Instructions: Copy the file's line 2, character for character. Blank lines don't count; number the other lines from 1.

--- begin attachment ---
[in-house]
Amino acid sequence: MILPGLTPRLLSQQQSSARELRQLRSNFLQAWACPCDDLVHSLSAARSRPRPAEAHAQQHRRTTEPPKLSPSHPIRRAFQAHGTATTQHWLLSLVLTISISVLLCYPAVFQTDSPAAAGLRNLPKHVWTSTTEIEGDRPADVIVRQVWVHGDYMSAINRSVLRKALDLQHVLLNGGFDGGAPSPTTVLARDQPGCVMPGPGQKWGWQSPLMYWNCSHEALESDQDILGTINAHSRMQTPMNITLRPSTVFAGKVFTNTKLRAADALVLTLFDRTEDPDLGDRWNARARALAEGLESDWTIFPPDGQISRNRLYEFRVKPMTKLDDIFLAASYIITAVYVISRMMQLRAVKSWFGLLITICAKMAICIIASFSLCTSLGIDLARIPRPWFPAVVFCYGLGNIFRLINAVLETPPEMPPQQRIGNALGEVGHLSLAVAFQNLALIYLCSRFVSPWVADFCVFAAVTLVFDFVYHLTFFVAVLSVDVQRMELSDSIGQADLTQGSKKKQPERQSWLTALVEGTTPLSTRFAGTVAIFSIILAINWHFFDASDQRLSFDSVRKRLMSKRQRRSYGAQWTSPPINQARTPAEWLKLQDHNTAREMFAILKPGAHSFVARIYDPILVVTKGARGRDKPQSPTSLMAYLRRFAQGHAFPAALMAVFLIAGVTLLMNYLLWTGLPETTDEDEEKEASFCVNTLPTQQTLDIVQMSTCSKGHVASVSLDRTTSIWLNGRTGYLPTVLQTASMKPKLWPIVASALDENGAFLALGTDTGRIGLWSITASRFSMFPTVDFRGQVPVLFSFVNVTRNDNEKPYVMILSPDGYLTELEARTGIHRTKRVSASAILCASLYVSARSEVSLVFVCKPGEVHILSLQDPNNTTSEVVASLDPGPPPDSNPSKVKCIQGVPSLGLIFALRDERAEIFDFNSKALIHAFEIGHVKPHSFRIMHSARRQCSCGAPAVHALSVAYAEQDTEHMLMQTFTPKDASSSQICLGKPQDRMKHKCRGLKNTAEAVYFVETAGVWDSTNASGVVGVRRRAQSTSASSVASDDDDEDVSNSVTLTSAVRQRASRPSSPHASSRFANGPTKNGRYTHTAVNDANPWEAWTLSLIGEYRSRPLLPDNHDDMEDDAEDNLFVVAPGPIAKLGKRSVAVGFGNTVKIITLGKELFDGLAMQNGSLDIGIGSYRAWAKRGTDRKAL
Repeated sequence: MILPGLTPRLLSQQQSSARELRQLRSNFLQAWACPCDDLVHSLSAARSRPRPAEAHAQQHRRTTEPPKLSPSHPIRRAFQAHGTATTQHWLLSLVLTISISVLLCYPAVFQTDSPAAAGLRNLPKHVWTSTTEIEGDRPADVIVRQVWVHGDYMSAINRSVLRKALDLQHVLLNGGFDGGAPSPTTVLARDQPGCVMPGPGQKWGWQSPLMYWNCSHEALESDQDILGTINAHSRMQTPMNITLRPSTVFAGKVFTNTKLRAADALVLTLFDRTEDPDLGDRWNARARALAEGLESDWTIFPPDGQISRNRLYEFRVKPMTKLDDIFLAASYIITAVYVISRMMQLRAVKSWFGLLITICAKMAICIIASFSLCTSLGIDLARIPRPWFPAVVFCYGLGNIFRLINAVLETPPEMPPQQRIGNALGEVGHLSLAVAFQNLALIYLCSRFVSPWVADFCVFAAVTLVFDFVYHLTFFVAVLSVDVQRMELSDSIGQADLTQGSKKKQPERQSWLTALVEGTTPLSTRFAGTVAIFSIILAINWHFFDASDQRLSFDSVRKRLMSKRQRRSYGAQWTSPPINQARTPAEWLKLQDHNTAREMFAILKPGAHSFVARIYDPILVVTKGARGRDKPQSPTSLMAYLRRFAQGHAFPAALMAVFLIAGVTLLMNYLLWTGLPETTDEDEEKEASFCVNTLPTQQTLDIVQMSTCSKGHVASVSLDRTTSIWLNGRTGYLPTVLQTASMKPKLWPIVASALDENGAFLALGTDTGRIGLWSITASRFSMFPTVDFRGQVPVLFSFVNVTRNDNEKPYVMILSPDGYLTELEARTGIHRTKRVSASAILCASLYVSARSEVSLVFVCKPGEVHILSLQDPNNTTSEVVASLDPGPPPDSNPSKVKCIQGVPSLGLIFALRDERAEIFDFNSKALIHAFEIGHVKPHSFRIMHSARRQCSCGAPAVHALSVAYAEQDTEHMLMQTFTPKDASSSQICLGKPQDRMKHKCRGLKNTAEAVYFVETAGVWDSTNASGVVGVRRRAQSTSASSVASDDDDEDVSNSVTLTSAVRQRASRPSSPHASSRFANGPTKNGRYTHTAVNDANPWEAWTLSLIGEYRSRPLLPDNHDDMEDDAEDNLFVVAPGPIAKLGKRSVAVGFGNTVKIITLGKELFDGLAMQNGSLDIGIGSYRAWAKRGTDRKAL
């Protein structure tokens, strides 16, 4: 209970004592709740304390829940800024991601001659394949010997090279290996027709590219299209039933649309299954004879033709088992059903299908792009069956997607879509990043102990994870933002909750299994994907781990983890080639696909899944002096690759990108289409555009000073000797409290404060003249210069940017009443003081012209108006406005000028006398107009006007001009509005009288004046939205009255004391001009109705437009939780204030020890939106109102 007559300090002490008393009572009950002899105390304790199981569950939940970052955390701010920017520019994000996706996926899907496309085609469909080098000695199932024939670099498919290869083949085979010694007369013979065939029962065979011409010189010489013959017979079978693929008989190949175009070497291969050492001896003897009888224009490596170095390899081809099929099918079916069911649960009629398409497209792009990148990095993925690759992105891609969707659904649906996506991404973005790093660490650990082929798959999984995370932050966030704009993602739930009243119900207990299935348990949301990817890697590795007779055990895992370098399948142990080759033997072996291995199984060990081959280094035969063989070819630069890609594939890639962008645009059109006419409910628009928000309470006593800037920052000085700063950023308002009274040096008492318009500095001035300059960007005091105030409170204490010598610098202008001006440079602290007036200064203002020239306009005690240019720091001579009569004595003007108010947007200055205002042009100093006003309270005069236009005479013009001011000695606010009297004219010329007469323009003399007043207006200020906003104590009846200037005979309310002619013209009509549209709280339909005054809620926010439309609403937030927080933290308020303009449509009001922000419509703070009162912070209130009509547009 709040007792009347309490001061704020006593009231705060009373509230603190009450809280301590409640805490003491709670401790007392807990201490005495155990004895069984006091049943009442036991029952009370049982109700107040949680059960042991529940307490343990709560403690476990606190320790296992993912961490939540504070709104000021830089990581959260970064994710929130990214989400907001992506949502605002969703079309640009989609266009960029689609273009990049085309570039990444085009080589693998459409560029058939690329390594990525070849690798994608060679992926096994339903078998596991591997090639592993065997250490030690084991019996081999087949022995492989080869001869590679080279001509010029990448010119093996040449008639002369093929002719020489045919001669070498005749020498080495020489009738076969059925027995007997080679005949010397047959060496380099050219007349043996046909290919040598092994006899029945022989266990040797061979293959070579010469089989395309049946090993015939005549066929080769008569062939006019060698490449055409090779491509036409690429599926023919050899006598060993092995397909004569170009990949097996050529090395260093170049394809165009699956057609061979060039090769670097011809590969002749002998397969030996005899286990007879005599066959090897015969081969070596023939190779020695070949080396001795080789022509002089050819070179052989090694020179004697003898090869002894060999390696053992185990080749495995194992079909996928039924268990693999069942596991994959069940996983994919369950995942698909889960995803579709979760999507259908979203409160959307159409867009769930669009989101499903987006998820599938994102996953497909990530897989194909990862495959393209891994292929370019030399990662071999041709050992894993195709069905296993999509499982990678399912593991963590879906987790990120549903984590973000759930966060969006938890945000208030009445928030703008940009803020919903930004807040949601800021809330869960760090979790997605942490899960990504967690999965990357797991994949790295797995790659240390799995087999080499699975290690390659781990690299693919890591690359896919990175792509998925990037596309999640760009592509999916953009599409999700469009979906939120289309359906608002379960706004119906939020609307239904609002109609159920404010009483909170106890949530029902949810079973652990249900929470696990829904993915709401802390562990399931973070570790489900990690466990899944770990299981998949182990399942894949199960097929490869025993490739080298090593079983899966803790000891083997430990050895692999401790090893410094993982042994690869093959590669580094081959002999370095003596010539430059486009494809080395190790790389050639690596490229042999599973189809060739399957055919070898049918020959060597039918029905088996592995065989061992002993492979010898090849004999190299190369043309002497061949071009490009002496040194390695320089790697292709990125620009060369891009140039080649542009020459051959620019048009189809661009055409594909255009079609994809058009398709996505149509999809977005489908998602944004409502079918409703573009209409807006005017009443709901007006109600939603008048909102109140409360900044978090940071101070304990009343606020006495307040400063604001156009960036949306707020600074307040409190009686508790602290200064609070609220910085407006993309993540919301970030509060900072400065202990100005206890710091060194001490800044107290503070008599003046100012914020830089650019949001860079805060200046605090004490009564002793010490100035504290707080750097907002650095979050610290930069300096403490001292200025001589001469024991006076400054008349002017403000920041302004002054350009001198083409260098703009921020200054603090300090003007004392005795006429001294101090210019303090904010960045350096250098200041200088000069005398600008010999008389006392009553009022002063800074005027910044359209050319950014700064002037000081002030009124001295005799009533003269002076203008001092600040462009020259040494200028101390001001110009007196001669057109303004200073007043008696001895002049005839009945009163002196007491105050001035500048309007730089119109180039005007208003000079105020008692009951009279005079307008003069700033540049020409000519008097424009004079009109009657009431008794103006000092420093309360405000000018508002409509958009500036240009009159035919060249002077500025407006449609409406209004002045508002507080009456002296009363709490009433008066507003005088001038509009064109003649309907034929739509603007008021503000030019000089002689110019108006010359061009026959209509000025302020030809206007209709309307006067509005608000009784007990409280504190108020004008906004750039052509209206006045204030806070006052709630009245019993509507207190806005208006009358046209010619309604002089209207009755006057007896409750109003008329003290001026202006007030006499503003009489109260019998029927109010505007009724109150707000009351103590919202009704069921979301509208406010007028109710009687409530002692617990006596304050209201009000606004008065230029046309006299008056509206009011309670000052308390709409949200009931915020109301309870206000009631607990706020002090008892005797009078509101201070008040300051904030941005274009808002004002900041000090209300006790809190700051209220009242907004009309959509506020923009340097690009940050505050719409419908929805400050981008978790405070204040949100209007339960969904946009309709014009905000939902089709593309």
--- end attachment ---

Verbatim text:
Amino acid sequence: MILPGLTPRLLSQQQSSARELRQLRSNFLQAWACPCDDLVHSLSAARSRPRPAEAHAQQHRRTTEPPKLSPSHPIRRAFQAHGTATTQHWLLSLVLTISISVLLCYPAVFQTDSPAAAGLRNLPKHVWTSTTEIEGDRPADVIVRQVWVHGDYMSAINRSVLRKALDLQHVLLNGGFDGGAPSPTTVLARDQPGCVMPGPGQKWGWQSPLMYWNCSHEALESDQDILGTINAHSRMQTPMNITLRPSTVFAGKVFTNTKLRAADALVLTLFDRTEDPDLGDRWNARARALAEGLESDWTIFPPDGQISRNRLYEFRVKPMTKLDDIFLAASYIITAVYVISRMMQLRAVKSWFGLLITICAKMAICIIASFSLCTSLGIDLARIPRPWFPAVVFCYGLGNIFRLINAVLETPPEMPPQQRIGNALGEVGHLSLAVAFQNLALIYLCSRFVSPWVADFCVFAAVTLVFDFVYHLTFFVAVLSVDVQRMELSDSIGQADLTQGSKKKQPERQSWLTALVEGTTPLSTRFAGTVAIFSIILAINWHFFDASDQRLSFDSVRKRLMSKRQRRSYGAQWTSPPINQARTPAEWLKLQDHNTAREMFAILKPGAHSFVARIYDPILVVTKGARGRDKPQSPTSLMAYLRRFAQGHAFPAALMAVFLIAGVTLLMNYLLWTGLPETTDEDEEKEASFCVNTLPTQQTLDIVQMSTCSKGHVASVSLDRTTSIWLNGRTGYLPTVLQTASMKPKLWPIVASALDENGAFLALGTDTGRIGLWSITASRFSMFPTVDFRGQVPVLFSFVNVTRNDNEKPYVMILSPDGYLTELEARTGIHRTKRVSASAILCASLYVSARSEVSLVFVCKPGEVHILSLQDPNNTTSEVVASLDPGPPPDSNPSKVKCIQGVPSLGLIFALRDERAEIFDFNSKALIHAFEIGHVKPHSFRIMHSARRQCSCGAPAVHALSVAYAEQDTEHMLMQTFTPKDASSSQICLGKPQDRMKHKCRGLKNTAEAVYFVETAGVWDSTNASGVVGVRRRAQSTSASSVASDDDDEDVSNSVTLTSAVRQRASRPSSPHASSRFANGPTKNGRYTHTAVNDANPWEAWTLSLIGEYRSRPLLPDNHDDMEDDAEDNLFVVAPGPIAKLGKRSVAVGFGNTVKIITLGKELFDGLAMQNGSLDIGIGSYRAWAKRGTDRKAL